work. When I moved from New York to Alabama in 1974, I was struck by the generalized American speech patterns of local broadcast journalists. They did not sound like southerners. In fact, they had been trained to level their regional accents in the interest of comprehensibility. This strategy struck me as more than odd; it seemed like a prejudice against southern speech, an illness, a form of self-loathing. As I wrote on the topic, I reached a point where I needed to name this language syndrome. I remember sitting on a metal chair at a desk I had constructed out of an old wooden door. What name? What name? It was almost like praying. I thought of the word disease, and then remembered the nickname of a college teacher. We called him “The Disease” because his real name was Dr. Jurgalitis. I began to riff: Jurgalitis. Appendicitis. Bronchitis. I almost fell off my chair: Cronkitis!
Roy Peter Clark (Writing Tools: 50 Essential Strategies for Every Writer)
Niflheim: the world of primordial darkness, cold, mist, and ice Norns: the three sisters who control the fate of men and women Ormstunga: means serpent’s tongue, from orm (serpent) and stunga (tongue) Prow: the front end of a ship or boat Ragnarök: the final battle between the gods and giants which will bring an end to the gods of Asgard. Sax-knife: a large single-edged knife Skald: a poet, a storyteller Skjaldborg: a shield wall Sleipnir: Odin’s eight-legged horse Snekkja: a viking longship used for battle Stern: the back end of a ship or boat Suðrikaupstefna: Southern Market, from the words suðr (south) and kaupstefna (market) Surtr: a fire giant who leads his kin into battle against the gods of Asgard during Ragnarök Svartalfheim: the world inhabited by the dwarves Tafl: a strategy board game Thrall: a slave Valhalla: Odin’s hall where those who died in battle reside Valknut: a symbol made of three interlocked triangles, also known as Odin’s Knot. It is thought to represent the transition from life to death, Odin, and the power to bind and unbind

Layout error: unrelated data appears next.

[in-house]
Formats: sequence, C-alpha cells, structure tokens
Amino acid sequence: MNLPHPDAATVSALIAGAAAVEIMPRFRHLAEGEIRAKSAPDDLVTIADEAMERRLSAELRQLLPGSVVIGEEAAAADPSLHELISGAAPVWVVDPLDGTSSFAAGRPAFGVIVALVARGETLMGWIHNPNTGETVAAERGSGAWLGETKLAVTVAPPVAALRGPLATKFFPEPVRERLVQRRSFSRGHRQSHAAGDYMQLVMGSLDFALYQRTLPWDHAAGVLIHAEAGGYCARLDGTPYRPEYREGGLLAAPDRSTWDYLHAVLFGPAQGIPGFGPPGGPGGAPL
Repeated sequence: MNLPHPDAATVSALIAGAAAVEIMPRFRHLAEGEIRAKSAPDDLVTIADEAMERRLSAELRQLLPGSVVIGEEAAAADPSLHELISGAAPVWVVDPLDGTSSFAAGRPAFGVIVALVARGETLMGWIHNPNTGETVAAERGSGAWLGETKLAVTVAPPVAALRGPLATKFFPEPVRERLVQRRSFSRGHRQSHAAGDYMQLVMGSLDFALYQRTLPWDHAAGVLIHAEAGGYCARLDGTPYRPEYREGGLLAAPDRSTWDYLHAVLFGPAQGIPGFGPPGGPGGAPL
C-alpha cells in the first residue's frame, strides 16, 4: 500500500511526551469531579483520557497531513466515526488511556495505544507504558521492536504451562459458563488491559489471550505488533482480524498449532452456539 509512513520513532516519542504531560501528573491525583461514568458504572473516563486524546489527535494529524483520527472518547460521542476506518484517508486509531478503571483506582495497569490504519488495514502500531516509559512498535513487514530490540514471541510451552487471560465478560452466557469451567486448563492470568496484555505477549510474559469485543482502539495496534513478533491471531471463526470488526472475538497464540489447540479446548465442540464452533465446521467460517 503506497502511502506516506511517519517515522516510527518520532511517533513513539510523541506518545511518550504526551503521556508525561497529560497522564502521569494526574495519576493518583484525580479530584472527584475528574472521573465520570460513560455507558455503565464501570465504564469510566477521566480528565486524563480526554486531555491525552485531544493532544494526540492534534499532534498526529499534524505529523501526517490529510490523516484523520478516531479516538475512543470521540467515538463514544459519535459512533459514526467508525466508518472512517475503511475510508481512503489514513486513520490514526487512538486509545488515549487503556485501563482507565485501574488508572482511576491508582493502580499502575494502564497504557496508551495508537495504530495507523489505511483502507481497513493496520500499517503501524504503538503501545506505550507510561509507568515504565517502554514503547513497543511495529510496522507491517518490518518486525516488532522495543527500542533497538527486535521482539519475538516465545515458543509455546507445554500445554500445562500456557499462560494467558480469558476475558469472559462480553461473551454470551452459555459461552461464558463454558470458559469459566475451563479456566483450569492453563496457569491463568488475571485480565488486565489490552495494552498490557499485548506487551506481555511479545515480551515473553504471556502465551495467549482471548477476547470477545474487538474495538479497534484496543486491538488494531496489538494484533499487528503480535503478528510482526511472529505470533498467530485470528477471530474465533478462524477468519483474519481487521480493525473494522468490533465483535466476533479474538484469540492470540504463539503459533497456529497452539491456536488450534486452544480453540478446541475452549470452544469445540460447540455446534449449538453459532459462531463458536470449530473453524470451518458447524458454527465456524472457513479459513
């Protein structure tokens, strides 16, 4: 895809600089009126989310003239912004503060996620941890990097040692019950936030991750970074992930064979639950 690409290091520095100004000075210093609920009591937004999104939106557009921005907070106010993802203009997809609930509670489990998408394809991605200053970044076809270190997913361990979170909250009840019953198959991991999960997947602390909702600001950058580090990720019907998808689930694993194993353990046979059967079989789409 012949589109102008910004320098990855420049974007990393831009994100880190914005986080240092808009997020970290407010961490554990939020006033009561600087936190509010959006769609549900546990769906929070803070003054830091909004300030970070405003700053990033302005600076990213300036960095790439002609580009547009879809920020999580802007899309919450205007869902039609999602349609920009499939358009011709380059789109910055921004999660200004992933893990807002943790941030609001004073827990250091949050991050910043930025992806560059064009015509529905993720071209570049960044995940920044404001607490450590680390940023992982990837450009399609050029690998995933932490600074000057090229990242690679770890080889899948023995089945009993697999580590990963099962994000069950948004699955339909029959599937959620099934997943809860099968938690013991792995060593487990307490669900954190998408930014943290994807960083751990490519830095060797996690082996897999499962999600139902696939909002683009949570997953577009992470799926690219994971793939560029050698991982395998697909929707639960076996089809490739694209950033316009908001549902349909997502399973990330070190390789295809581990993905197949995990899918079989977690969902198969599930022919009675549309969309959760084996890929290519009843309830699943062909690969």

Donovan Cook (Chaos of the God (Ormstunga Saga #3))
The election of 1960 can, if one wills, be seen as an interlocking set of ifs: if Nixon had made up his mind which he wanted, the Northern Negro or Southern white vote; if the Puerto Rican Catholic bishops had made their intolerant intervention into Puerto Rican politics earlier and if Nixon had taken advantage of it; if the hysterical States-Righters of Dallas had not roughed up Lyndon and Lady Bird Johnson in the hotel lobby; if Eisenhower had been used earlier; if Nixon had moved as forthrightly as did John F. Kennedy and Robert Kennedy in the Martin Luther King arrest; if only the citizen Democrats of California and the new coagulating boss groups of California had been able to work together in harness, as they could not; if Nixon had clung to his original television strategy and not panicked; if Nixon had clung to the original Forward theme of Hall and Shepley—an interminable series of ifs can be strung together to account for, reverse or multiply the tiny margin of 112,000 popular votes by which Kennedy led Nixon. Yet when all these ifs are strung together, they are only the froth and the foam in the wake of the strategies of the two candidates who sought to lead the American people.
Theodore H. White (The Making of the President 1960: The Landmark Political Series)
I think the United States' mission community, by sheer weight of numbers, and because the U.S. churches and missions are so wealthy, probably find it even harder than we do to stand back from power and leadership, and from assuming that some of the ideas and strategies that originate with us are just what the Global South is longing to receive. "The painful fact is that much of the Global South simply does not want our ideas and strategies, and prefers to work in ways far better suited to their contexts-and we need to learn far more profoundlyto serve gladly underSouthern leadership, even when what we are asked to do doesn't seem to us to be the best way to do things.
Paul Borthwick (Western Christians in Global Mission: What's the Role of the North American Church?)
Billy Graham aided and abetted the southern strategy, advising Republicans on how to make inroads with southern evangelicals who, like him, were birthright Democrats. Southern Baptist pastors, too, switched to the Republican Party earlier than white southerners generally. The Southern Baptist shift to the Republican Party coincided with a "conservative resurgence" within the denomination.
Kristin Kobes DuMez